Alex DeFrancesco started growing hops about a decade ago. At that time the craft beer movement was just taking hold in the state, and brewers were wondering if hops would grow well in Connecticut.
“I was one of the first farmers to start growing hops here, working hand in hand with the Connecticut Agricultural Experiment Station to see what varieties work well here,” DeFrancesco says.
DeFrancesco was made for the job, as the soil is pretty much in his blood. His great-grandfather started the DeFrancesco Family Farm in Northford in 1907 and DeFrancesco grew up on the farm, helping his parents and developing an early love for the land. As he worked with hops he also became fascinated with the world of brewing and craft beer.
In November he opened Stewards of the Land Brewery on his family’s farm as a way to merge his two passions.
“My grandmothers taught me how to cook, and old-fashioned grandmothers, when you’re cooking, they tell you, use a little of this and a little of that,” he says. “So taking a bunch from the farm, different ingredients that we grow, and bringing brewing back to how it used to be years ago, centuries ago, was my whole concept of Stewards of the Land Brewery. The farmers working with the land, maintaining the land and utilizing what they have available on their farms, but also farms in the area.”
DeFrancesco grows hops and barley as well as other ingredients used in his beers, and takes the idea of using local ingredients to extremes.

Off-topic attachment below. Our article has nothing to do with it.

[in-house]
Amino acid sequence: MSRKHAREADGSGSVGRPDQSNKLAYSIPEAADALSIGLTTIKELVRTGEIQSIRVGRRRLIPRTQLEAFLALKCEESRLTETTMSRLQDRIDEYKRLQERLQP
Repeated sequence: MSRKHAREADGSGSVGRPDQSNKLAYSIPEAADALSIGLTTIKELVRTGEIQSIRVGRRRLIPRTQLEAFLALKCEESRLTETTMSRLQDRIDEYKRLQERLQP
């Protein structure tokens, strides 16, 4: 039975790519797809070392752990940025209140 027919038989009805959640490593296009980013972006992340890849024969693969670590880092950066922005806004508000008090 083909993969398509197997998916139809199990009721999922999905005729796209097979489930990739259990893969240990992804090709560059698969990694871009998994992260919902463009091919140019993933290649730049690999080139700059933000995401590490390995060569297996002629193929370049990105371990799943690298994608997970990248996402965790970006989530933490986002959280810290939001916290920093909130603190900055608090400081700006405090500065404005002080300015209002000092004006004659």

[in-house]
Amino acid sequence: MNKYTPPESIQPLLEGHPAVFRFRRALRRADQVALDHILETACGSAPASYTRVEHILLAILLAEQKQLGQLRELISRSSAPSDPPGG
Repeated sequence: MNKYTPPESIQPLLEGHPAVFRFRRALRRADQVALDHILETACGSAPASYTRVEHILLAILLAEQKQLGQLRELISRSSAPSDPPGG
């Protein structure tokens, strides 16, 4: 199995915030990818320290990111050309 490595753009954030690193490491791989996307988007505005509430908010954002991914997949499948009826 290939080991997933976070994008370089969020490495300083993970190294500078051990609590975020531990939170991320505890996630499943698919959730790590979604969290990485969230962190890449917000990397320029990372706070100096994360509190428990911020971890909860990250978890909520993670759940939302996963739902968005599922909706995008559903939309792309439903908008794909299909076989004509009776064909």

“All our beers right now are made from 100-percent Connecticut malts and barley. No other brewery in the state can claim that,” he says. When his brewery can’t get the ingredients it needs from his own or other Connecticut farms, DeFrancesco sources from farms right over the border in Massachusetts.
The brewery makes small batches of beer and distributes exclusively from its farmhouse taproom. DeFrancesco works with head brewer Colin Nicholson to offer a variety of styles including barrel-aged farmhouse ales and sours as well as IPAs, stouts and other traditional beers.
Local flavors fuel everything the brewery does, as DeFrancesco notes that hops grown on his farm and elsewhere in the region have different characteristics than those grown on the West Coast. “The oils that I see coming out from New England hops, they’re more tropical, they’re more passion fruit,” he says.
Beyond hops and grains, items produced on the farm that make it into the beer include winter squash, corn (for lagers), honey, berries and more.
The COVID-19 shutdown was tough on Stewards of the Land since it doesn’t offer can sales, but the brewery was able to sell enough growlers and farm-grown items to pay the bills. Now it serves beer on site inside and outside and still offers contactless pickup of beer, farm goods and other artisan items.
In general, the taproom was modeled on the community taverns of old, and that spirit shines through even in the aftermath of a pandemic. “We’re trying to make it a destination for people to just get away and escape the reality of what the world is right now,” DeFrancesco says. He adds that when you visit the brewery you’re likely to meet him or one of his brothers and to feel the spirit of local agriculture. “You see the farm, the history behind it, you’re drinking the ingredients from the farm and you have the family that worked the land for over a hundred years visiting with you.”
Stewards of the Land
418 Forest Road, Northford